Kirkland intends to host a monthly dinner series and possibly host culinary event that coincide with theater productions in the area. Turn is open Tuesday through Saturday from 8 a.m. to 3 p.m. and Sunday from 9 a.m. to 3 p.m. Here’s a first look at what to expect from the newest restaurant in Grand Center.

 

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Photos by Michelle Volanksy

Matt Sorrell is staff writer at Sauce Magazine. 

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The Scoop: The Vine to eliminate grocery, add juice bar

Friday, May 12th, 2017

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Some significant changes are afoot at The Vine Mediterranean Cafe and Market at 3171 S. Grand Blvd. The Mediterranean eatery is in the process of eliminating its grocery selection and adding a juice bar.

“Last year we did a renovation where we removed most of the market and we added tables,” said operating manager Ali Mohsen. “We left a small section of the market, and we’re going to use that area now for the juice bar. Jay International is just across the street. It didn’t make sense to keep on trying to carry the same items.”

He said hookah supplies and fresh meats would still be available for purchase.

The new bar will feature a variety of nonalcoholic beverages. “We’re going to have about 10 ‘energy drinks:’ mixtures of kale, spinach, beets, carrots and things like that,” Mohsen said. “And we’re going to have Mediterranean cocktails, which are mixtures of fruits with custards, honey and almonds and things like that.”

The renovated bar space will feature elaborate tile work and showcases for the fresh ingredients. Construction is already underway, and Mohsen said the juice bar should be running by the end of June.

Photo courtesy of The Vine 

Matt Sorrell is staff writer at Sauce Magazine. 

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The Scoop: Bob Komanetsky leaves Mac’s Local Eats in Dogtown

Friday, May 12th, 2017

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 { from left,  Bob Komanetsky and Chris “Mac” McKenzie }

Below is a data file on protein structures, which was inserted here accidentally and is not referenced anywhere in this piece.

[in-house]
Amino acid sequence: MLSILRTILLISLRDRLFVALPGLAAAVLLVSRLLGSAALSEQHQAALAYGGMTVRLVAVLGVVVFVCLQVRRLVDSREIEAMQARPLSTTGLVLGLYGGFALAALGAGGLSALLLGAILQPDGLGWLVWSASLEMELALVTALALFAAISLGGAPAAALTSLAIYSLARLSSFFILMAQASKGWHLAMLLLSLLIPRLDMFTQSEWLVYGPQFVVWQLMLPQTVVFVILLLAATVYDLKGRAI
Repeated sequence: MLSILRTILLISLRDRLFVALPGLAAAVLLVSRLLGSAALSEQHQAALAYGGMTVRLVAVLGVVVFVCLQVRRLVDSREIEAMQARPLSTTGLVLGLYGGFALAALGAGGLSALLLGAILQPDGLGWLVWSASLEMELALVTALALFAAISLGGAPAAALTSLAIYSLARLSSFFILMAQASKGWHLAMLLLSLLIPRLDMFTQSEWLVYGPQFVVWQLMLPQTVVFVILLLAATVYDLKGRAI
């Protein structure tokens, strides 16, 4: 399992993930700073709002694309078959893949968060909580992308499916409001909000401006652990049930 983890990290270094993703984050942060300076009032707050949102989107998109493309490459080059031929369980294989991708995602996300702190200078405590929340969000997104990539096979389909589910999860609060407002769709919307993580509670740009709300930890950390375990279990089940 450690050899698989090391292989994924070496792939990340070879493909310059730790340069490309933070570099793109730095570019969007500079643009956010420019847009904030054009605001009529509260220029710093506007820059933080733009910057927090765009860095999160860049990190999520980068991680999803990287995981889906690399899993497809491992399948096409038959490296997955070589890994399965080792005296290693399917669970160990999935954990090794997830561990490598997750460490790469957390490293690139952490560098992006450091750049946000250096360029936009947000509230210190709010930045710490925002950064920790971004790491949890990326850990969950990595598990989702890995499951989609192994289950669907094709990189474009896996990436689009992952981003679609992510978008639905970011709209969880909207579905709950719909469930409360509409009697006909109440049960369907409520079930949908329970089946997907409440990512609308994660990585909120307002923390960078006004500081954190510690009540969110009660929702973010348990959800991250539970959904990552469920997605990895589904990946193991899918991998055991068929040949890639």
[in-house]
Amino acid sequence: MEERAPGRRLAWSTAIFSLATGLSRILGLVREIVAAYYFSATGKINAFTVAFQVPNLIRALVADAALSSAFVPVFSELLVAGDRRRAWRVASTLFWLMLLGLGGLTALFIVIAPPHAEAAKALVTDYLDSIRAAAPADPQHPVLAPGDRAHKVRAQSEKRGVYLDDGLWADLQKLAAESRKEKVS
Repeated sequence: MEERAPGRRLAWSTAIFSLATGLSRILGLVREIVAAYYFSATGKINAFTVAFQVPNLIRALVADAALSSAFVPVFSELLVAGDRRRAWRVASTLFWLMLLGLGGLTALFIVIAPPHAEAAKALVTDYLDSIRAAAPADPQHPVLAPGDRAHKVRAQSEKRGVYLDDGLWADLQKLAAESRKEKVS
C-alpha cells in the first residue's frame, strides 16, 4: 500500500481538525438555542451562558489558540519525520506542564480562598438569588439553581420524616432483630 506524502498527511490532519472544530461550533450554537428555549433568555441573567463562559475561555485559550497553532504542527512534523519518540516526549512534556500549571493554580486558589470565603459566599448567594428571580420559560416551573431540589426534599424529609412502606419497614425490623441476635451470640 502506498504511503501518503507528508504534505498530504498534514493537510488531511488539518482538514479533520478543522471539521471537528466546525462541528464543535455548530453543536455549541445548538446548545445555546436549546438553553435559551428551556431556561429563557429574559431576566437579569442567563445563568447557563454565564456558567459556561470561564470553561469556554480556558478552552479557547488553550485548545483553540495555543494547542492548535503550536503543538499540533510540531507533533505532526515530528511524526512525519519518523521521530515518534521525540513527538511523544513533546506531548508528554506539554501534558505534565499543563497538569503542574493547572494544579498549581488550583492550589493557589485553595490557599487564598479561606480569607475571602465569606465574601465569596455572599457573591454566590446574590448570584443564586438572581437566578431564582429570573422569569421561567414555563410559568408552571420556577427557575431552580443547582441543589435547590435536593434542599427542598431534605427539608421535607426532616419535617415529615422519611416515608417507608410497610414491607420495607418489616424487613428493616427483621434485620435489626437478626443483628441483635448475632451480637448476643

Bob Komanetsky, the chef-owner of Completely Sauced food truck who recently began helming the kitchen at Mac’s Local Eats, has parted ways with the restaurant, effective Wednesday, May 10. Komanetsky cited “philosophical differences” as his reason for leaving.

“During my time there I developed some good relationships with some great people,” he said. “I think Tamm Avenue is a great establishment in a great neighborhood. You couldn’t ask for a better place than Dogtown, if you ask me. It’s been my pleasure to help things get up and running and I wish Tamm Avenue and Mac’s great success.”

Komanetsky’s departure from Tamm doesn’t necessarily mean that the Completely Sauced truck, which has been on hiatus, will hit the road again in the near future, though.

“It’s an asset that I have and if I can utilize it I will,” Komanetsky said. “If I decided to pursue that right now, it’d take me a month to get up and running.” He added that the food truck scene has changed significantly.

“I was No. 16 out of the gate, and now there are probably well over 80 trucks at this point,” Komanetsky said. “I’m really not sure what lies ahead, or where I’ll land, but I’m exploring several opportunities. One thing that I can tell you for sure is that I’ll always remain 100 percent from scratch, local and high quality. I have no intention of leaving the culinary industry at this point, and I’m looking forward to what’s next for sure.”

 

Photo by Michelle Volansky 

Matt Sorrell is staff writer at Sauce Magazine.